Jason Kilar’s departure from Hulu has prompted many retrospectives on his time at the premium video service. Staci D. Kramer wrote a nice piece on MediaShift about the emphasis on user experience. That’s a good place to start. I think what they did best was focus.
Often, what not to do is more important on a day-to-day basis than what to do. Below are five things Hulu did not do under Kilar’s leadership — mistakes that could have tanked the company.
Let’s look back to 2007, the year Hulu launched, when people still talked about companies like Joost (below), Veoh and Revver. Roku made only well-designed little music extenders, and Netflix only shipped discs. What could have sunk Hulu?
Joost. State of the art in 2007.
1. User-Generated Content
In 2007, while I worked at online video platform Brightcove (I’m now president of user experience design and development firm Cainkade), we launched its consumer-facing video site. We originally planned for the consumer site to be a showcase for finding and watching professional and premium content, but YouTube’s success influenced us heavily. We found it challenging to resist chasing some of YouTube’s features, and opened up the site to personal publishing. It was easy to get caught up in the hype around user-generated content at that time. Microsoft had just launched it’s ill-fated Soapbox, and there were a handful of other smaller sites that were compelling but ultimately failed. It’s impressive that Hulu kept the focus on premium content. User-generated content would have poisoned the site.
2. Fragmented Player Strategy
One cable exec I talked to a few years ago said they were trying to push Hulu and others to just syndicate their video player. It would have streamlined a lot of the file-based distribution problems in the premium landscape. And it would have accelerated “TV Everywhere” to market by reducing the complex security problems that held back (and continue to hold back) that initiative. If Hulu had given in, the site’s user experience would have been a mess. Fragmentation of the player implementation would have made the advertising innovation that Hulu became known for impossible to achieve.
Hulu has experimented for years with unique advertising formats such as AdTailor.
3. Social Overdose
The peak of MySpace’s power and hubris and the beginning of Facebook’s explosive growth was in 2007. New media sites were betting heavily on social experiences — subscribing to and following other users, sharing their own content, curating experiences. Hulu gradually added some light social features. But it was smart to never emphasize that layer of functionality over video discovery and playback.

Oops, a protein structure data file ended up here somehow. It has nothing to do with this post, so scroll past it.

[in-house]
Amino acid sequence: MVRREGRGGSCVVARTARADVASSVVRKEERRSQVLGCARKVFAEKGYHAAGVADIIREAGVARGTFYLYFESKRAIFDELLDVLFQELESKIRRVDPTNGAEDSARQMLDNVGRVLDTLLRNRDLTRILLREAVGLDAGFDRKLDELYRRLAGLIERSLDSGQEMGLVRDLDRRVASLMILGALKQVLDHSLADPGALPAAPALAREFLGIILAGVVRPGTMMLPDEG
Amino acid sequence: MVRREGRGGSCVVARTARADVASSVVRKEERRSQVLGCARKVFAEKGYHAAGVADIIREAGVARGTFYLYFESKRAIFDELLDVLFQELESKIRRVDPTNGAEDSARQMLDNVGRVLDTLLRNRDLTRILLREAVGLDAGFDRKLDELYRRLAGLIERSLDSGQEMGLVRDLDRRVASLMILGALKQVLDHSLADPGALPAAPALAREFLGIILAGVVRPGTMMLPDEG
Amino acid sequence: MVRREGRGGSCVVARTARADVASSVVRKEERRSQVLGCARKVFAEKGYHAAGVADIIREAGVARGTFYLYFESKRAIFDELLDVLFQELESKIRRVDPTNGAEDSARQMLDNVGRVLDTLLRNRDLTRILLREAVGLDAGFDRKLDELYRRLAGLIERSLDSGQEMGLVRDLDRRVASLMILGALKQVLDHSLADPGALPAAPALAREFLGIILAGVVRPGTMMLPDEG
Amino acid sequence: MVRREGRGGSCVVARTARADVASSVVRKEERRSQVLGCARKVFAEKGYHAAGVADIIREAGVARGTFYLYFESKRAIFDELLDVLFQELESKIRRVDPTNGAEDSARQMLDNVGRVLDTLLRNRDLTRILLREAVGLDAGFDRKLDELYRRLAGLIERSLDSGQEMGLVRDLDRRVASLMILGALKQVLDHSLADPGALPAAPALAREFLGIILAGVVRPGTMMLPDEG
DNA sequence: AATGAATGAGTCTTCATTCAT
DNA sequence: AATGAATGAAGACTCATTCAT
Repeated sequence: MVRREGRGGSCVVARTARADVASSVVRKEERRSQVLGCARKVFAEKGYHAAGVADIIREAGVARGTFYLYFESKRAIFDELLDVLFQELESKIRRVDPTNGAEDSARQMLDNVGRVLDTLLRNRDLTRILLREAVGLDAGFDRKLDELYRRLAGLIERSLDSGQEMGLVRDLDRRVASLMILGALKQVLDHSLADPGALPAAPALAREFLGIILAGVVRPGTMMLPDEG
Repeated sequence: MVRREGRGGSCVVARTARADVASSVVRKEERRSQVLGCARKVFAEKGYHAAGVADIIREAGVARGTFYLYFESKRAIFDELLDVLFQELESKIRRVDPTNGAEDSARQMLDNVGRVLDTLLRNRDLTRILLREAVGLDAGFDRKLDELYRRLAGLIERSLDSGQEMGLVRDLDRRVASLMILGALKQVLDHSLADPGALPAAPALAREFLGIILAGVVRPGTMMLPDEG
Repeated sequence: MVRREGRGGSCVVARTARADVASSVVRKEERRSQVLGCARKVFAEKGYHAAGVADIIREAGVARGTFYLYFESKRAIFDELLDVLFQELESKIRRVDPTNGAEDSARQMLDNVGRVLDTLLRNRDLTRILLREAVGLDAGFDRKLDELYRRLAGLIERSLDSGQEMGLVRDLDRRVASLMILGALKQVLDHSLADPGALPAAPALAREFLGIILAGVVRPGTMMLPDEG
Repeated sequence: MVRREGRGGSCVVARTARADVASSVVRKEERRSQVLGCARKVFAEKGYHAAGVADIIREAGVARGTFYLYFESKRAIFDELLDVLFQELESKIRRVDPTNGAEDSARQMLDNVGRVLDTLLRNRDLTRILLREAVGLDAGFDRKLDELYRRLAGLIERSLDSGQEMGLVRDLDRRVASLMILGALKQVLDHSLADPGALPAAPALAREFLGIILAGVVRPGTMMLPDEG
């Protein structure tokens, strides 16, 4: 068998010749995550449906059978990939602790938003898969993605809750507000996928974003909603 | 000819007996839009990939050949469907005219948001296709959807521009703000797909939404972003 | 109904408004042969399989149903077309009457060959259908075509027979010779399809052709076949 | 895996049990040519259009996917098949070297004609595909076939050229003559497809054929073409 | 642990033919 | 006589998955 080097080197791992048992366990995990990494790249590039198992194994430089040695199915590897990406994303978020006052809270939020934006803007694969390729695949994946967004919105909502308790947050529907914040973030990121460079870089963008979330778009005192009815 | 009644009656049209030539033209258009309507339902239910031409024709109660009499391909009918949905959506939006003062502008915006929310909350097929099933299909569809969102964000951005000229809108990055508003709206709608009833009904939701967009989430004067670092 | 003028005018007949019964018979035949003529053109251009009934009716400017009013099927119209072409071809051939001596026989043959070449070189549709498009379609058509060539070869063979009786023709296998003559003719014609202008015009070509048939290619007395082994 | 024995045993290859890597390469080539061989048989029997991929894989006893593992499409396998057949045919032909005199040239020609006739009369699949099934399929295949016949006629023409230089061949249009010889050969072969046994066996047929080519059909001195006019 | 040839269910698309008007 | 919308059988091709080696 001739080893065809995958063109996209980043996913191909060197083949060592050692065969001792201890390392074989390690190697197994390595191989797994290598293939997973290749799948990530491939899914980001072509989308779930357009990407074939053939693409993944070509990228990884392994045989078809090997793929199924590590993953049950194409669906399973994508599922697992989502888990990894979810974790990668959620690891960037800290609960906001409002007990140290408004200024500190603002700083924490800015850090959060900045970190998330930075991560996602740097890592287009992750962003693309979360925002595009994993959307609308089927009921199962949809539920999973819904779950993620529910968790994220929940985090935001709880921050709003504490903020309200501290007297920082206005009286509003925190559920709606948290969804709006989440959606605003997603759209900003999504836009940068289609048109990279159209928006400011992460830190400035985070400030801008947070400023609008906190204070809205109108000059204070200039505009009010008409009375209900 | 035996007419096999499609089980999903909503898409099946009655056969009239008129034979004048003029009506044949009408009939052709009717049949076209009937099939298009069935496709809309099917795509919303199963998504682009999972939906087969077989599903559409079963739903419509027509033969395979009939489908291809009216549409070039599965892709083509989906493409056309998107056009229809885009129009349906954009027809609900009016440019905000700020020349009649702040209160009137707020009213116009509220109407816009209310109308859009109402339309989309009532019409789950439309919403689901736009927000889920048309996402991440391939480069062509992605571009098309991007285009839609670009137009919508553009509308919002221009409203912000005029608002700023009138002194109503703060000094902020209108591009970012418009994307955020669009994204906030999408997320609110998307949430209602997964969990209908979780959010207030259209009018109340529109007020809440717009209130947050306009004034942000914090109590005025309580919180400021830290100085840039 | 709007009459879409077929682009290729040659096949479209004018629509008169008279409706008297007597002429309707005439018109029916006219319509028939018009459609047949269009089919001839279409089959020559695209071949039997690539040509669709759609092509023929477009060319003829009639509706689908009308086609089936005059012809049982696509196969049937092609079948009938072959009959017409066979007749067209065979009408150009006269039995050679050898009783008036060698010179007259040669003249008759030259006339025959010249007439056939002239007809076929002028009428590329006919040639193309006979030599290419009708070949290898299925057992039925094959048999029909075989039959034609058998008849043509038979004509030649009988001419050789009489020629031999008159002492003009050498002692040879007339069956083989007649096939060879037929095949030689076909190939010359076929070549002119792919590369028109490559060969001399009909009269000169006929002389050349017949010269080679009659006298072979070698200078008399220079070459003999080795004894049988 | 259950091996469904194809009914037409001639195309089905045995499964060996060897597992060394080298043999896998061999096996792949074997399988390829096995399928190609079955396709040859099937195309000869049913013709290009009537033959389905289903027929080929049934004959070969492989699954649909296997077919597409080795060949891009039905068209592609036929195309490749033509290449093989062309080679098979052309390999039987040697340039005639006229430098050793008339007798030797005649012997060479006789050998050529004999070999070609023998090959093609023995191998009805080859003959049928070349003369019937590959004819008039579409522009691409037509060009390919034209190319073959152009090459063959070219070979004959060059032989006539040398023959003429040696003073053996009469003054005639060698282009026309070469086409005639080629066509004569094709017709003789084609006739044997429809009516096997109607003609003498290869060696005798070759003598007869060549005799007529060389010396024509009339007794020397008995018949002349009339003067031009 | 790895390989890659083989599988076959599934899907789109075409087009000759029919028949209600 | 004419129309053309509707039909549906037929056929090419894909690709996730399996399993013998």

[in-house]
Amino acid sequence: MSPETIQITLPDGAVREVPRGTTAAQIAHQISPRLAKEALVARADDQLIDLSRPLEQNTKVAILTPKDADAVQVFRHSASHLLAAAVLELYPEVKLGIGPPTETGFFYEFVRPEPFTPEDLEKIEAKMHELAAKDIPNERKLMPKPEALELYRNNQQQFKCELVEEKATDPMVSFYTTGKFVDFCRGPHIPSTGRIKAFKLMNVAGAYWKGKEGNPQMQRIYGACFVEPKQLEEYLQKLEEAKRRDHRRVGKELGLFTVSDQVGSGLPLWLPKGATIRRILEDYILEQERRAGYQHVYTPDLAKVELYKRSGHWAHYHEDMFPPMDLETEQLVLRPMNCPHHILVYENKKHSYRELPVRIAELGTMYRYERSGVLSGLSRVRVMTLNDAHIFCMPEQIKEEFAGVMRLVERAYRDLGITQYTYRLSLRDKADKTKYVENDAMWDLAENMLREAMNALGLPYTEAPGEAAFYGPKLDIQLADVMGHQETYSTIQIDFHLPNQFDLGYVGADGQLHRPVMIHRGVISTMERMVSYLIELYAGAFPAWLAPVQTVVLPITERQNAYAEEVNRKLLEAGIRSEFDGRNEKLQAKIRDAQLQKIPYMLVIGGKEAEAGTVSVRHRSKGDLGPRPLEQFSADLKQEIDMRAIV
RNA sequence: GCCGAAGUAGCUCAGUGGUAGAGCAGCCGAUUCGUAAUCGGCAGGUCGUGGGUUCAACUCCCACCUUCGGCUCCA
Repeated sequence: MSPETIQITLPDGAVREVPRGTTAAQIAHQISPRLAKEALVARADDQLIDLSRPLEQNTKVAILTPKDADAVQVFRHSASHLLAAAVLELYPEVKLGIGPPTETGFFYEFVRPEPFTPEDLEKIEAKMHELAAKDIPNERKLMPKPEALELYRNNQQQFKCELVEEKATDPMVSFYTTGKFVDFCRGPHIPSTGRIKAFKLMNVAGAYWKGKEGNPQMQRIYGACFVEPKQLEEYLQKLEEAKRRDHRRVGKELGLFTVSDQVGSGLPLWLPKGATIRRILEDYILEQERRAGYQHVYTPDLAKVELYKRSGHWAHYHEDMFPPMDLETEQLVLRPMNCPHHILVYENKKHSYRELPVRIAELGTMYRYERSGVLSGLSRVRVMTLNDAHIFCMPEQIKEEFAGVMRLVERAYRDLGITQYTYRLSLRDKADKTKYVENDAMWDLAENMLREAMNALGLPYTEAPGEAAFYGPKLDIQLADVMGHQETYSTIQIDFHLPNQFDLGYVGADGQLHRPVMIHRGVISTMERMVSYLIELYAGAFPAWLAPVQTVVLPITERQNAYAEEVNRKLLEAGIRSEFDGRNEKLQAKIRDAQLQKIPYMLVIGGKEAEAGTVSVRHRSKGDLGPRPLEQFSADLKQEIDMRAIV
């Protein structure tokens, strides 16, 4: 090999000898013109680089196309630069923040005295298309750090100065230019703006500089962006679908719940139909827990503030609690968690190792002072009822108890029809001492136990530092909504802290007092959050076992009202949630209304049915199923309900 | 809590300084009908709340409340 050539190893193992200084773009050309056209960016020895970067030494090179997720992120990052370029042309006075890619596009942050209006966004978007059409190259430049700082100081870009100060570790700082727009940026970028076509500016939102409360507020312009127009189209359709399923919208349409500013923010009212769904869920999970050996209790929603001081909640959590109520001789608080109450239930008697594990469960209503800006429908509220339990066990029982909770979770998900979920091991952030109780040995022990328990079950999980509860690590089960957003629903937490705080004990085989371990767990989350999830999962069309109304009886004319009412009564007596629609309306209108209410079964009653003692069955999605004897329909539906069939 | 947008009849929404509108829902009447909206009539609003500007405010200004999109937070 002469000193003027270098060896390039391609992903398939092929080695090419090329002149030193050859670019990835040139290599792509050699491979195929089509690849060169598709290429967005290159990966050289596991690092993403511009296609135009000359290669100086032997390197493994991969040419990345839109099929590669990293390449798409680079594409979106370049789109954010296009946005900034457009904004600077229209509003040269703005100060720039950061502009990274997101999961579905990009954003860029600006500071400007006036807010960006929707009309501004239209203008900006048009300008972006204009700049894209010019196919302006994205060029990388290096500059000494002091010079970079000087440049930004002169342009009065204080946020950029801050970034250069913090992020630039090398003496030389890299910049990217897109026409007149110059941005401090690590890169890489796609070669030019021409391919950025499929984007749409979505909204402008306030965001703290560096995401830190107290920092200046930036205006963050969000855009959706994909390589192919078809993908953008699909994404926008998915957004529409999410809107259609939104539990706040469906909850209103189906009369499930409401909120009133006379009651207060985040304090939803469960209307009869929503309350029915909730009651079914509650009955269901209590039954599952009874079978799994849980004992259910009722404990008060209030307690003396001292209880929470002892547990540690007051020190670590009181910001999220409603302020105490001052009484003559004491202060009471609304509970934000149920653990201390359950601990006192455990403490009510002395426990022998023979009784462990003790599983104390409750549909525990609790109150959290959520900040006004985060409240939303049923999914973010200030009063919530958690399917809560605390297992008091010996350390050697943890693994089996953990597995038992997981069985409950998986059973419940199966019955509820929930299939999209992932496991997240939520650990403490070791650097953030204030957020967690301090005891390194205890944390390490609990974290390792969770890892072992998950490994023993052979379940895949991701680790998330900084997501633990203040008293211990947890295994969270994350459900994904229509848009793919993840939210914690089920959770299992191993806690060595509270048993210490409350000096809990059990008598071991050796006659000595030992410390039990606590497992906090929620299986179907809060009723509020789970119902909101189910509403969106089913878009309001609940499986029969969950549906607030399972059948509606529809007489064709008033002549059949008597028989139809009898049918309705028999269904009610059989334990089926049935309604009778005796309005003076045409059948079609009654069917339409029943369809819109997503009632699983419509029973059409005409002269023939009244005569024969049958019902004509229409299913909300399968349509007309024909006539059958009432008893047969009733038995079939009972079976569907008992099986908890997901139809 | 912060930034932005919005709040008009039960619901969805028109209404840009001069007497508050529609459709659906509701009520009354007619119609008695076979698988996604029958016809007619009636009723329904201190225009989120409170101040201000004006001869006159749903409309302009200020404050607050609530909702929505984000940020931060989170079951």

4. Tag Cloud Syndrome
I saw dozens of RFPs (requests for proposals) at Brightcove that required marginally useful but trendy features like tag clouds. I would ask clients, “Why a tag cloud? How will it factor into your success criteria?” or “instead of this tag cloud, perhaps we should discuss your terrible SEO implementation?” When pressed, clients would respond one of two ways — our competition has it, or just build it because it’s in the already-approved requirements. Instead of playing follower with useless features like tag clouds, Hulu innovated often with ‘“lower the lights” (which I never loved, but was attention-getting) and clip sharing (below). Enabling sharing of video segments made Hulu a popular source for bloggers and viral embeds — often better than the source network’s site itself.
Sharing snippets of video made Hulu a popular choice for bloggers.
5. Too Many Vendors
This is a supply-side problem driven by vendors. Every new technology vendor you look at is a potential time sink. First, there are the meetings and exploration. Next, if you pursue a relationship there’s the evaluation period. Then negotiation, integration, relationship management, maintenance, documentation. You better be really sure about the need for a new feature before spending tens or potentially hundreds of person-hours on a new integration. One of the inside jokes we had at Brightcove was about video hot-spotting technologies. A new one seemed to show up every 18 months, like clockwork. And they were never very successful. It’s rarely a good idea to add unnecessary complexity to your financial lifeblood — calls-to-action, e-commerce or advertising features. Hulu was no doubt pitched by dozens of video tools vendors. It’s tough to say no, but they appeared to have done so more often than not.
Eric Elia is President of Cainkade, a leading user experience design and development firm based in New York and San Francisco. He joined Cainkade in 2012 after over 10 years as a pioneer in the online video space. Most recently, he was part of the founding team at Brightcove where he first oversaw product design, then founded and ran the in-house consulting business. Previously, he led the design, development and strategy for the Comcast online service. Follow Eric on Twitter @ericelia.